The books, brilliant. The movies? Amazing. (Colin Firth. Enough said.) Bridget’s world is full of panic, disasters, incredible friendships, and trying family members as well as a whole lot of love, and it’s magical.

This third book was quite a tricky customer, though, for one very important SPOILER FILLED NO SERIOUSLY YOU DON’T WANT TO KNOW THIS reason: Spoilers! Spoilers Ahoy! Abandon All Hope of a Spoiler-Free Review All Ye Who Enter:

Sensational Quote Sunday

Some books change your life. They change the way you see the world. They do this not only with the story as a whole, but sometimes with an idea, a beautiful phrase, or even a word, that resonates with you the way nothing has before.

Sensational Quote Sunday is my way of paying homage to those books that remind me every day why I love reading.

Today, a dip into the lighthearted, delicious world of Austenland. This was one of my favourite interactions in the novel, and was beautifully realised on the screen, too!

“What are you doing?”
“Ya!” said Jane, whirling around, her hands held up menacingly.
It was Mr. Nobley with coat, hat, and cane, watching her with wide eyes. Jane took several quick (but oh so casual) steps away from Martin’s window.
“Um, did I just say, ‘Ya’?”
“You just said ‘Ya,'” he confirmed. “If I am not mistaken, it was a battle cry, warning that you were about to attack me.
I, uh…” She stopped to laugh. “I wasn’t aware until this precise and awkward moment that when startled in a startled in a strange place, my instincts would have me pretend to be a ninja.”

Heh. Good banter. Have I mentioned how much fun this book and film were? Yes? Ah. Well, it’s true!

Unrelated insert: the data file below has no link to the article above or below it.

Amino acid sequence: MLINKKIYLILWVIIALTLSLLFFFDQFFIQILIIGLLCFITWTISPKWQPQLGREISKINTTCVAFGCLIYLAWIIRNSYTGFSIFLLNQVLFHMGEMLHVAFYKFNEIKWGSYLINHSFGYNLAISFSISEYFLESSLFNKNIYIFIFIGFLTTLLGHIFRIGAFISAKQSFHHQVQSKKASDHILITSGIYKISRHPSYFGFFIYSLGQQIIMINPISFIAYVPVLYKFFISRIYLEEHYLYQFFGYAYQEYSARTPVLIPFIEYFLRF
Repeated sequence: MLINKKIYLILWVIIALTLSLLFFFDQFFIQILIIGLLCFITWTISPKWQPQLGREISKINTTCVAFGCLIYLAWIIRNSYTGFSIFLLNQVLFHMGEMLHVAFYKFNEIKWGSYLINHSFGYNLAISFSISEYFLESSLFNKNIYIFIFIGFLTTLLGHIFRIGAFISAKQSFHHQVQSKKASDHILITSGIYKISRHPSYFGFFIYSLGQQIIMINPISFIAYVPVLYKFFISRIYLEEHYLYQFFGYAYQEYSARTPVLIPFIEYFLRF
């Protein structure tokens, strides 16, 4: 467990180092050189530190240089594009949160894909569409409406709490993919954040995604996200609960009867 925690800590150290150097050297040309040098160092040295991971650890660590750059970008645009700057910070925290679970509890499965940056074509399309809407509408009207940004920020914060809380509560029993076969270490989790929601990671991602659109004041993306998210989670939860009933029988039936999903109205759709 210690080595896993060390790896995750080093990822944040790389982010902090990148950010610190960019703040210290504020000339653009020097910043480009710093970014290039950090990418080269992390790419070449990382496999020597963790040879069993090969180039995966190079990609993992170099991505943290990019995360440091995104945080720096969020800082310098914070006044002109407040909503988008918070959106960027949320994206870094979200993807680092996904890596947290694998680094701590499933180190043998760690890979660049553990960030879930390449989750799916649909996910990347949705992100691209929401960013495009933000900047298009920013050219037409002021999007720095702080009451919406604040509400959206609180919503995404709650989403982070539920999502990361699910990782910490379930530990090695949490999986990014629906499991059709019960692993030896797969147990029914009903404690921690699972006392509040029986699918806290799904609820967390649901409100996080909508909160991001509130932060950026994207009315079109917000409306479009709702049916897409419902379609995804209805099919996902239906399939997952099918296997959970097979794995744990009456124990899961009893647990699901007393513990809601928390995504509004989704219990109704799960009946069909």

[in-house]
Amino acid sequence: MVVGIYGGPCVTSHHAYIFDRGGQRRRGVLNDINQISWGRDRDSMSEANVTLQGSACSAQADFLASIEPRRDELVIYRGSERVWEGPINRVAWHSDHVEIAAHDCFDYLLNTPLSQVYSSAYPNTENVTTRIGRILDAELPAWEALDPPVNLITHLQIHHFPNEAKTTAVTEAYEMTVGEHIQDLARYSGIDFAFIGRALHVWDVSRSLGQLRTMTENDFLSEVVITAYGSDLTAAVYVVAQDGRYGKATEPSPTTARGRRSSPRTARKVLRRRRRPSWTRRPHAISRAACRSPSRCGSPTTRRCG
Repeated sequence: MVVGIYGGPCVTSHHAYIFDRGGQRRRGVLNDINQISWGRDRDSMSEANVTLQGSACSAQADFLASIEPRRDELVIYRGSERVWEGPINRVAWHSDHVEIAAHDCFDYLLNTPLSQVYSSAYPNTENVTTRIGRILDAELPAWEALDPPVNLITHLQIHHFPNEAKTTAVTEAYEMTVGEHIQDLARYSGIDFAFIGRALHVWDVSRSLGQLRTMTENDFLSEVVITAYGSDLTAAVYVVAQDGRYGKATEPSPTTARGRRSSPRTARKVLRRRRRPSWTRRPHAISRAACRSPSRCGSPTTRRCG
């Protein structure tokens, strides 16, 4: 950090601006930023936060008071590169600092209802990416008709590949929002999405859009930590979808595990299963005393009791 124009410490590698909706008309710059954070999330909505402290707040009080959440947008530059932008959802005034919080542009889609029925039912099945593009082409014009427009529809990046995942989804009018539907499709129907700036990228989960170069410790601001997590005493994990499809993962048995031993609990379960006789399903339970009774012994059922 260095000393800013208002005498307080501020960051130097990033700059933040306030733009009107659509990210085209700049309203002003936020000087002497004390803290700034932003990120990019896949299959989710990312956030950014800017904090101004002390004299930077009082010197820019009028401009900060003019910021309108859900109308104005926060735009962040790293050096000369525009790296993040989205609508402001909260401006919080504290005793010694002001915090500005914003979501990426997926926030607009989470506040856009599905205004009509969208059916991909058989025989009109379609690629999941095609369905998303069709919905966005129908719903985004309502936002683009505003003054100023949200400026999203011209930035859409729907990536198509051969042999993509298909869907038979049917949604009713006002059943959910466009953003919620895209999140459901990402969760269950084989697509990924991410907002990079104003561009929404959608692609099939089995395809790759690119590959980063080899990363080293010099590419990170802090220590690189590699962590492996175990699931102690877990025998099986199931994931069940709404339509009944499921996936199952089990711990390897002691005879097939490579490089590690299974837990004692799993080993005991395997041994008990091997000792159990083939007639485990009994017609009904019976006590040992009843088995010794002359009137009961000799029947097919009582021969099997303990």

austeny

What’s your favourite adaptation of Austen’s work?

Austenland – by Shannon Hale

austenlandI love Jane Austen. Shocking, I’m sure. I love the novels (P&P, of course, being the favourite, but also a shout out to Persuasion), I love the BBC adaptations, I love the Hollywood Pride and Prejudice and Emma, and also sometimes love derivative works like Lost in Austen, that take Austen’s world or stories and play with them. It doesn’t always work, but when it’s done right, it’s a riot! See: Clueless, The Lizzie Bennet Diaries.

This was one of those rare books that I did the wrong way around – by which I mean I saw the movie before I read the book. I was hooked by this hysterical trailer, and went to the movie with a bunch of gals – a highly recommended venture. It was absolutely hilarious, and we were flailing with laughter the whole time! Naturally, I had to read the book. Will you judge me if I admit that I bought the movie tie-in edition?? Go ahead, if you must. I have no regrets. (And quite possibly, no shame.) It is a Truth Universally Acknowledged that Every Woman Loves Mr Darcy:

Post Navigation

gabriellefeather5

Kissing Frogs and Other Misadventures

Darling Bibliophile

So many books, so little time.

TIME

Current & Breaking News | National & World Updates

The Escapades

The Escape Publishing Blog

Lisa Jakub

Writing about what happens when we stop acting

Love Hypothetically Books

purveyors of scorching hot romantic fiction

%d bloggers like this: